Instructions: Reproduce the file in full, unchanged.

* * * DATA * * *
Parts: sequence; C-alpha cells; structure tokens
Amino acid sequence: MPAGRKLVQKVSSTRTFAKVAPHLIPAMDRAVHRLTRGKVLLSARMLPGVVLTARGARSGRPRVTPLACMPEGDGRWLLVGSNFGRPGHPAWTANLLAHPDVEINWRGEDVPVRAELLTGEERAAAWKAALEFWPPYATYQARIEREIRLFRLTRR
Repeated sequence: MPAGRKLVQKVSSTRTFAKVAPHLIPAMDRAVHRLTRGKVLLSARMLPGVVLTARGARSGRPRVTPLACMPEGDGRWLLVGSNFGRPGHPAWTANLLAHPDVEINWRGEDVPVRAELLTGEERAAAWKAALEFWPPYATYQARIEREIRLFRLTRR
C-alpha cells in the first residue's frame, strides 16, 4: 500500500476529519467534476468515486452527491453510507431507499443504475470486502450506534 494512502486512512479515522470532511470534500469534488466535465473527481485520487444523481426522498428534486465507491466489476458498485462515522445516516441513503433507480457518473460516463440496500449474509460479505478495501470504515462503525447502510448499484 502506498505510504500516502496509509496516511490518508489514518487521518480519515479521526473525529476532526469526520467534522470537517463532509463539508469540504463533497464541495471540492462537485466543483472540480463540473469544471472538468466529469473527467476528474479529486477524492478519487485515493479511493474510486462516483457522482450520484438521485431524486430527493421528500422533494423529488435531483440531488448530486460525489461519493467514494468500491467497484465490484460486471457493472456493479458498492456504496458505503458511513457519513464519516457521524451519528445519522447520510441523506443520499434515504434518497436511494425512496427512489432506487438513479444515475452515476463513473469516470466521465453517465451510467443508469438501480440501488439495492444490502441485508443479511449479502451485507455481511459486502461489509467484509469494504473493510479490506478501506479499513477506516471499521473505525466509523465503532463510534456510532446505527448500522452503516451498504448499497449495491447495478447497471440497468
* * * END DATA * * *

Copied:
Parts: sequence; C-alpha cells; structure tokens
Amino acid sequence: MPAGRKLVQKVSSTRTFAKVAPHLIPAMDRAVHRLTRGKVLLSARMLPGVVLTARGARSGRPRVTPLACMPEGDGRWLLVGSNFGRPGHPAWTANLLAHPDVEINWRGEDVPVRAELLTGEERAAAWKAALEFWPPYATYQARIEREIRLFRLTRR
Repeated sequence: MPAGRKLVQKVSSTRTFAKVAPHLIPAMDRAVHRLTRGKVLLSARMLPGVVLTARGARSGRPRVTPLACMPEGDGRWLLVGSNFGRPGHPAWTANLLAHPDVEINWRGEDVPVRAELLTGEERAAAWKAALEFWPPYATYQARIEREIRLFRLTRR
C-alpha cells in the first residue's frame, strides 16, 4: 500500500476529519467534476468515486452527491453510507431507499443504475470486502450506534 494512502486512512479515522470532511470534500469534488466535465473527481485520487444523481426522498428534486465507491466489476458498485462515522445516516441513503433507480457518473460516463440496500449474509460479505478495501470504515462503525447502510448499484 502506498505510504500516502496509509496516511490518508489514518487521518480519515479521526473525529476532526469526520467534522470537517463532509463539508469540504463533497464541495471540492462537485466543483472540480463540473469544471472538468466529469473527467476528474479529486477524492478519487485515493479511493474510486462516483457522482450520484438521485431524486430527493421528500422533494423529488435531483440531488448530486460525489461519493467514494468500491467497484465490484460486471457493472456493479458498492456504496458505503458511513457519513464519516457521524451519528445519522447520510441523506443520499434515504434518497436511494425512496427512489432506487438513479444515475452515476463513473469516470466521465453517465451510467443508469438501480440501488439495492444490502441485508443479511449479502451485507455481511459486502461489509467484509469494504473493510479490506478501506479499513477506516471499521473505525466509523465503532463510534456510532446505527448500522452503516451498504448499497449495491447495478447497471440497468